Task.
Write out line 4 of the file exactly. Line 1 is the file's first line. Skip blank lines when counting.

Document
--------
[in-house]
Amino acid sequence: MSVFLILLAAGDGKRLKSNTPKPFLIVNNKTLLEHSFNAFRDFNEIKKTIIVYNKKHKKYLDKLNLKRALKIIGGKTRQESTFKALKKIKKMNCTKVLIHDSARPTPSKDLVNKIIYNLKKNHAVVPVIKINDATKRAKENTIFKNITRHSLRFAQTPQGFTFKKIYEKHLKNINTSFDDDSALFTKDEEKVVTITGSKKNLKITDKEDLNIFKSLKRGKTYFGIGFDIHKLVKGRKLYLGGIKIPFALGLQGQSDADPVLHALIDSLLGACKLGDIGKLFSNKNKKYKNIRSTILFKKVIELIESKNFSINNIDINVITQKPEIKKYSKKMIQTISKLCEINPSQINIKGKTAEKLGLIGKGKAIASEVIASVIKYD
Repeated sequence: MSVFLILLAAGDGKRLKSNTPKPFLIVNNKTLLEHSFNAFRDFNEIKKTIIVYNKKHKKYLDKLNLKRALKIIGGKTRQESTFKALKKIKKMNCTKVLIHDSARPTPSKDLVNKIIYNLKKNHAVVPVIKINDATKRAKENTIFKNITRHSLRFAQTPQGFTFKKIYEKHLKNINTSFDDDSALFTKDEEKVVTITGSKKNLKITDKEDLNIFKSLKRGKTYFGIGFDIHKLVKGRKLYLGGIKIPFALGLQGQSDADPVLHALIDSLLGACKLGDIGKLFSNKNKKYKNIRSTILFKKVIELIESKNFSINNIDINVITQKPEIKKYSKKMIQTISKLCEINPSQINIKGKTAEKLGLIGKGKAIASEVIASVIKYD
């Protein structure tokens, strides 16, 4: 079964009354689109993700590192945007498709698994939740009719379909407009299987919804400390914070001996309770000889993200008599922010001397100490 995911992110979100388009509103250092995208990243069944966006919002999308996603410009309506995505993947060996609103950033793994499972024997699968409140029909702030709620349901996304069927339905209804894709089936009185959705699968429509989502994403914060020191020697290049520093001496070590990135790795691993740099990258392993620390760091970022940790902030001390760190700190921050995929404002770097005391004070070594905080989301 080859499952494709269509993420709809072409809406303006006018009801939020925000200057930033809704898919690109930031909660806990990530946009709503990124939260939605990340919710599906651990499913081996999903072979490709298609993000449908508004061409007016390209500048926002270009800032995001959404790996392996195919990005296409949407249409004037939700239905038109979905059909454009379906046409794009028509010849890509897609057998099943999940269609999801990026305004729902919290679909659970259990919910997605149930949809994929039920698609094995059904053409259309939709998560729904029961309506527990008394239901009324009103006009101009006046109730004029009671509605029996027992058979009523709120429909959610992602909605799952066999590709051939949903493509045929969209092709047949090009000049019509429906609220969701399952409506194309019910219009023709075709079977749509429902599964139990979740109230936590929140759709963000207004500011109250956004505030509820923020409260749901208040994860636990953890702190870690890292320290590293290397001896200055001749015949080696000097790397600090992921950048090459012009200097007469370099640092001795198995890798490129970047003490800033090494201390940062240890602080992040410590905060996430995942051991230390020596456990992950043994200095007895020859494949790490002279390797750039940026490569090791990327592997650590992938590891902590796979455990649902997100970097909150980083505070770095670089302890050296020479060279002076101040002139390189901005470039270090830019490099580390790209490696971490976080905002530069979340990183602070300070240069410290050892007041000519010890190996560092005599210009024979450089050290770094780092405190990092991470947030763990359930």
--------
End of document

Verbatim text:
């Protein structure tokens, strides 16, 4: 079964009354689109993700590192945007498709698994939740009719379909407009299987919804400390914070001996309770000889993200008599922010001397100490 995911992110979100388009509103250092995208990243069944966006919002999308996603410009309506995505993947060996609103950033793994499972024997699968409140029909702030709620349901996304069927339905209804894709089936009185959705699968429509989502994403914060020191020697290049520093001496070590990135790795691993740099990258392993620390760091970022940790902030001390760190700190921050995929404002770097005391004070070594905080989301 080859499952494709269509993420709809072409809406303006006018009801939020925000200057930033809704898919690109930031909660806990990530946009709503990124939260939605990340919710599906651990499913081996999903072979490709298609993000449908508004061409007016390209500048926002270009800032995001959404790996392996195919990005296409949407249409004037939700239905038109979905059909454009379906046409794009028509010849890509897609057998099943999940269609999801990026305004729902919290679909659970259990919910997605149930949809994929039920698609094995059904053409259309939709998560729904029961309506527990008394239901009324009103006009101009006046109730004029009671509605029996027992058979009523709120429909959610992602909605799952066999590709051939949903493509045929969209092709047949090009000049019509429906609220969701399952409506194309019910219009023709075709079977749509429902599964139990979740109230936590929140759709963000207004500011109250956004505030509820923020409260749901208040994860636990953890702190870690890292320290590293290397001896200055001749015949080696000097790397600090992921950048090459012009200097007469370099640092001795198995890798490129970047003490800033090494201390940062240890602080992040410590905060996430995942051991230390020596456990992950043994200095007895020859494949790490002279390797750039940026490569090791990327592997650590992938590891902590796979455990649902997100970097909150980083505070770095670089302890050296020479060279002076101040002139390189901005470039270090830019490099580390790209490696971490976080905002530069979340990183602070300070240069410290050892007041000519010890190996560092005599210009024979450089050290770094780092405190990092991470947030763990359930």